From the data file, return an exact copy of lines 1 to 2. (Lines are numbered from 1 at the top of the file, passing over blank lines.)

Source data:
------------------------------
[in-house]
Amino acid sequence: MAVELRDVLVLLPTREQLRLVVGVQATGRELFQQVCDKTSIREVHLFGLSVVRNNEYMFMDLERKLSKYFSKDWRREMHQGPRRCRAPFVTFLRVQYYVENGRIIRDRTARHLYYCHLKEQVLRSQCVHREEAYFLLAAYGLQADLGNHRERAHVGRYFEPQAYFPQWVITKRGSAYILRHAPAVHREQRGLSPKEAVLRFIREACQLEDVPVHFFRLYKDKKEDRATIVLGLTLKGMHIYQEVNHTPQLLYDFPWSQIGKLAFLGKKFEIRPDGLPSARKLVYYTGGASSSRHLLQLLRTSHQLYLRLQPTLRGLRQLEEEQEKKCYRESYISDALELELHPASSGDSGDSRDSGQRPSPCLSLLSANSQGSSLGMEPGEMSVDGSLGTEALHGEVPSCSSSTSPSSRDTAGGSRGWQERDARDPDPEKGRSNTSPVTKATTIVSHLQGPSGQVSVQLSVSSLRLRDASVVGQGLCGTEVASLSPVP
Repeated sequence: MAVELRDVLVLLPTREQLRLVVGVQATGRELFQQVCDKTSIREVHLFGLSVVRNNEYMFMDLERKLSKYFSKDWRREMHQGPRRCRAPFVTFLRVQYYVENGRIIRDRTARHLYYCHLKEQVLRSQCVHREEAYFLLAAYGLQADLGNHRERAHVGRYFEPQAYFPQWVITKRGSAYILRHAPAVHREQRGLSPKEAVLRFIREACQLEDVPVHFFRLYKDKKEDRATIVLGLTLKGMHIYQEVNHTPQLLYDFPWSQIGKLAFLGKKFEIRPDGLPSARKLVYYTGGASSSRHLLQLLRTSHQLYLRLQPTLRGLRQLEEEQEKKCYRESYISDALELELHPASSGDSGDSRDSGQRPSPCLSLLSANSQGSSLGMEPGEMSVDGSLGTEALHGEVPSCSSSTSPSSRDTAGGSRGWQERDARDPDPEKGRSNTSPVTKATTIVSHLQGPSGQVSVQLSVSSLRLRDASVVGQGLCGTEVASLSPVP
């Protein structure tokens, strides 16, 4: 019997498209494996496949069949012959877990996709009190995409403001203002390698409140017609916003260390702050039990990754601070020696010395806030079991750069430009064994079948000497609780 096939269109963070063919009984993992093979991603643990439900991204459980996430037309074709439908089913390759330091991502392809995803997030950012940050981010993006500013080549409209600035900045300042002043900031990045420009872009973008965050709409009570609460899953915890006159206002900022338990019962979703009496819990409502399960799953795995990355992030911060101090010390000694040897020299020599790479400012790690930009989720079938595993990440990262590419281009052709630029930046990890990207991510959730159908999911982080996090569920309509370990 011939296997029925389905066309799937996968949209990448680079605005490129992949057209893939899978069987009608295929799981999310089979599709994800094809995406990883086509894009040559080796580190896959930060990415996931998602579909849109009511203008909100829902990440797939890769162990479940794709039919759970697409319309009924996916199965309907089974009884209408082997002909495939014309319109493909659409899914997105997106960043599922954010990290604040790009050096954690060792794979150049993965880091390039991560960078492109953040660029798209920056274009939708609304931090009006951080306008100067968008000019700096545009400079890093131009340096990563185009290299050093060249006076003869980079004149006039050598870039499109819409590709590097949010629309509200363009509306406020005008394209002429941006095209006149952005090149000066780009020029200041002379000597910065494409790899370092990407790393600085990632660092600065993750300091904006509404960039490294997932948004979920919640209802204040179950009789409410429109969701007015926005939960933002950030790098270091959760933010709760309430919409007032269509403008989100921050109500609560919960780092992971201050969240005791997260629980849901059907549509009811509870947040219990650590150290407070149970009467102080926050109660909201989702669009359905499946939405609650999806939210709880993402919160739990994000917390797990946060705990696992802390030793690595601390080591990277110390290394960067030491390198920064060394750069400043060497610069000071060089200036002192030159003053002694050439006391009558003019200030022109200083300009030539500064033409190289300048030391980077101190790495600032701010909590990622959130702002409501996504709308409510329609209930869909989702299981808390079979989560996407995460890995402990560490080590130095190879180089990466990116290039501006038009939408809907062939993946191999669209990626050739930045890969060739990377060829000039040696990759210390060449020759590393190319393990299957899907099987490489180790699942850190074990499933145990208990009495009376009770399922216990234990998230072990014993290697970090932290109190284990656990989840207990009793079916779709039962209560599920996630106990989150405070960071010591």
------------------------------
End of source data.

[in-house]
Amino acid sequence: MAVELRDVLVLLPTREQLRLVVGVQATGRELFQQVCDKTSIREVHLFGLSVVRNNEYMFMDLERKLSKYFSKDWRREMHQGPRRCRAPFVTFLRVQYYVENGRIIRDRTARHLYYCHLKEQVLRSQCVHREEAYFLLAAYGLQADLGNHRERAHVGRYFEPQAYFPQWVITKRGSAYILRHAPAVHREQRGLSPKEAVLRFIREACQLEDVPVHFFRLYKDKKEDRATIVLGLTLKGMHIYQEVNHTPQLLYDFPWSQIGKLAFLGKKFEIRPDGLPSARKLVYYTGGASSSRHLLQLLRTSHQLYLRLQPTLRGLRQLEEEQEKKCYRESYISDALELELHPASSGDSGDSRDSGQRPSPCLSLLSANSQGSSLGMEPGEMSVDGSLGTEALHGEVPSCSSSTSPSSRDTAGGSRGWQERDARDPDPEKGRSNTSPVTKATTIVSHLQGPSGQVSVQLSVSSLRLRDASVVGQGLCGTEVASLSPVP